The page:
Submitted to: Livestock Environment International Symposium Proceedings
Publication Type: Proceedings
Publication Acceptance Date: March 12, 2001
Publication Date: N/A
Interpretive Summary: Respiration rate monitors were designed to measure the breathing rate of swine and cattle under thermal stress. The monitors were constructed with commercially available components. The monitors were designed and tested to provide frequent measurements of breathing in order to better understand the effects of stress on animals. This report provides details about the monitors and some measurements from tests conducted at stressful temperatures in environmentally controlled rooms.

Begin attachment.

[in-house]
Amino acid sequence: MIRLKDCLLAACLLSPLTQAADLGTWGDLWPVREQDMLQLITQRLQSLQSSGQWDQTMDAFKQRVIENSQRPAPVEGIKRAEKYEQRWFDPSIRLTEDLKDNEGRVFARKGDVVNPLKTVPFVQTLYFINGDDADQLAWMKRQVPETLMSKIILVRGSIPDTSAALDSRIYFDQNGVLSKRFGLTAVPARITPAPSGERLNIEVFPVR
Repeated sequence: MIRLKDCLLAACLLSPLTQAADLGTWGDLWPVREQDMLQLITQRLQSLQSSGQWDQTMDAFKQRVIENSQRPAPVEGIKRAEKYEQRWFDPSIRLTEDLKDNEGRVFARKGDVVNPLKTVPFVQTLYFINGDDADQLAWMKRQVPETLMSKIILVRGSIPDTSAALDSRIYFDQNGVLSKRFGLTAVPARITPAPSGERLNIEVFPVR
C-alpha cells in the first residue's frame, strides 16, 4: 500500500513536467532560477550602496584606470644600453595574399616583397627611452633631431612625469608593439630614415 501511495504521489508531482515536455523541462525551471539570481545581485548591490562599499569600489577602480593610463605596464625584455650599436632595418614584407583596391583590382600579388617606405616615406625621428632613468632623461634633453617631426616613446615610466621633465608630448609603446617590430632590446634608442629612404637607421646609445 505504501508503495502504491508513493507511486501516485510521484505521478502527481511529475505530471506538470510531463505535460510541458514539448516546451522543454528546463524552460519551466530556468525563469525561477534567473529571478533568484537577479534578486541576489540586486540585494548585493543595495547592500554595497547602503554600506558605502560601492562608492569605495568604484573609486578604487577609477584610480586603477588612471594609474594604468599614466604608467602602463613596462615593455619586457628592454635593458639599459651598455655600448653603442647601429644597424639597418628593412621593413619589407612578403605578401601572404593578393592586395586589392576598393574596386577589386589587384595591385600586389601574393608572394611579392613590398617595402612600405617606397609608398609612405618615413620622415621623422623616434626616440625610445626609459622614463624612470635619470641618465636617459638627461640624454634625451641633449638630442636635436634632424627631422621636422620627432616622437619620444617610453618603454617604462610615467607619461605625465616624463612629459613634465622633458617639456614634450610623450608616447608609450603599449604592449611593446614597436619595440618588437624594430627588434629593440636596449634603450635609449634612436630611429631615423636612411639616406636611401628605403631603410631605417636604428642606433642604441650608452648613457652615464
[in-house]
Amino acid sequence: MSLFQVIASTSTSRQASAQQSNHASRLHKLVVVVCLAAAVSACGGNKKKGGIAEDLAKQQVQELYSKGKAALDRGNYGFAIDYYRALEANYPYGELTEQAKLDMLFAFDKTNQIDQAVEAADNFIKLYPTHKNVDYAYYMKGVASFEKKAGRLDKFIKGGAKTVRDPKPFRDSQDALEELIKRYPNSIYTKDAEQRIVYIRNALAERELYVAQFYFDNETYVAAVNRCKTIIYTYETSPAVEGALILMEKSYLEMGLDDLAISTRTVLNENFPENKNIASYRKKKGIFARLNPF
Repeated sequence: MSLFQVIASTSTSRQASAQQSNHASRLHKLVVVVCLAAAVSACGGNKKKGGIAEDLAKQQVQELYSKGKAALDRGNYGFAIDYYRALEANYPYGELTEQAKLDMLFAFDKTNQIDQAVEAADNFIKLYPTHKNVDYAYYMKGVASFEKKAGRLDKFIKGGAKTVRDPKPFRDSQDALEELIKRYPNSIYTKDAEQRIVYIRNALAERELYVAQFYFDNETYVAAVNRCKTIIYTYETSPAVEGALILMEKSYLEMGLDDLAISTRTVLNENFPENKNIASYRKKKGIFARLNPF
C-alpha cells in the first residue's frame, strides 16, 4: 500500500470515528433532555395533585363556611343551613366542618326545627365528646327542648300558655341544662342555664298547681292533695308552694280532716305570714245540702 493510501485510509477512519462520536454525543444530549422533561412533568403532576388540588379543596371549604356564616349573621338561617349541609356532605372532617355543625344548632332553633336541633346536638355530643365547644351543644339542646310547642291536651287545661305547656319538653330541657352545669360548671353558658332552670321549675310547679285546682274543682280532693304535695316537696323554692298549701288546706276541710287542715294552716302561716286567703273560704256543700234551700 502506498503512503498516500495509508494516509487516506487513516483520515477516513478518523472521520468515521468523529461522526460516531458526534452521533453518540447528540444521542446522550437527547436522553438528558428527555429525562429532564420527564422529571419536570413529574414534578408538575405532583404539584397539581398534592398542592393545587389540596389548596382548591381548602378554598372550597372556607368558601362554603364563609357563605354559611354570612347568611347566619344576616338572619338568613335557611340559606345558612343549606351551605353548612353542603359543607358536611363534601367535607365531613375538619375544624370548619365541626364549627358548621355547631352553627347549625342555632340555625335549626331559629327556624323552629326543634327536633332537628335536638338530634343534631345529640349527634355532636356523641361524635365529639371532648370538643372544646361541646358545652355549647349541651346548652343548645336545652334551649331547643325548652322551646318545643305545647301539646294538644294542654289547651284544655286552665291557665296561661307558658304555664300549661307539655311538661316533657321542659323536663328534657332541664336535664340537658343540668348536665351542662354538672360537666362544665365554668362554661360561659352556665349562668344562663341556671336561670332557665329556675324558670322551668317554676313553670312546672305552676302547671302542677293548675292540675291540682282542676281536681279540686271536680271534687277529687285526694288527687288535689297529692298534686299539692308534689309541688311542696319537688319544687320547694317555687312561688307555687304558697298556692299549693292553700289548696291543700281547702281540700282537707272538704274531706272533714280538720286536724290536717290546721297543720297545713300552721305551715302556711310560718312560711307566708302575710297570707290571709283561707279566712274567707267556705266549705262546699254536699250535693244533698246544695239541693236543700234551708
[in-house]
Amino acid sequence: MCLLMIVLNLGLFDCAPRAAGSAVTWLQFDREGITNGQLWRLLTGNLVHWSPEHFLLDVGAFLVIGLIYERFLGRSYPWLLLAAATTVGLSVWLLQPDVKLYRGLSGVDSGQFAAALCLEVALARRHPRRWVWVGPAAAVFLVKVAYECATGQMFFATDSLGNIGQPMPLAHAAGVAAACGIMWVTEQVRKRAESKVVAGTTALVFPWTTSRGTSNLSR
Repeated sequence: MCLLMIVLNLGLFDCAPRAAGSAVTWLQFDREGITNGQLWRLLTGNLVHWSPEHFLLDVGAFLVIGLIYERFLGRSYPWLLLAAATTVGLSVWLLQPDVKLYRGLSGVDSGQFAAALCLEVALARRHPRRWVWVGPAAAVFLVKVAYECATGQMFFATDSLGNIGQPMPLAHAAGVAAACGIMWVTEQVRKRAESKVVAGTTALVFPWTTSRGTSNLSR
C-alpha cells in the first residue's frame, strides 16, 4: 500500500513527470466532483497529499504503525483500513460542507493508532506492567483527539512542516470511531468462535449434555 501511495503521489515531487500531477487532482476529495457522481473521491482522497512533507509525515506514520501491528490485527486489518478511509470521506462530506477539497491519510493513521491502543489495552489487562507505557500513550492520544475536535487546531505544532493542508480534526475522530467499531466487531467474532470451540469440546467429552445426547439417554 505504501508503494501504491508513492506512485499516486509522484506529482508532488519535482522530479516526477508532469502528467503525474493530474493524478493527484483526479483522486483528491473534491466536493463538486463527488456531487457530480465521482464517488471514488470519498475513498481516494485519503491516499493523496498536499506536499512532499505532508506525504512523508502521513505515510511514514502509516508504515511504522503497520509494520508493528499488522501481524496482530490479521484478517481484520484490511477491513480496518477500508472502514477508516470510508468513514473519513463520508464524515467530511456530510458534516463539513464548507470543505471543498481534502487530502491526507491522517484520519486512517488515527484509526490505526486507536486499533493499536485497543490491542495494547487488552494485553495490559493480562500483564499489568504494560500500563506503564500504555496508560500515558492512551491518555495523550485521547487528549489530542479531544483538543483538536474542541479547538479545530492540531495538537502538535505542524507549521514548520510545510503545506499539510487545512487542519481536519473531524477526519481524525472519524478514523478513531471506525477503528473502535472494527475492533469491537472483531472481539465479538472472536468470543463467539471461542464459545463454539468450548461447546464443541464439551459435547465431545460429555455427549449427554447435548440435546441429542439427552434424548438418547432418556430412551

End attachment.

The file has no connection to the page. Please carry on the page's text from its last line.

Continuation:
Technical Abstract: Respiration rates (RR) were included as one measure in studies investigating bioenergetic responses of cattle to heat challenges. Separate studies considered RR as one response measure in growing-finishing swine exposed to adverse thermal environments. Both studies incorporated RR monitors using small battery powered micro-computers and specially adapted sensors to log RR data. This paper reports the development of the monitors and the relevance of the data as an indicator of stress for both cattle and swine. Characteristic cattle data obtained in environmental chambers and from a field study, as well as representative swine data from a calorimetry study, all indicate an association of RR and ambient temperature (P<0.01). Data reduction and analysis are also discussed, based on representative samples of records collected.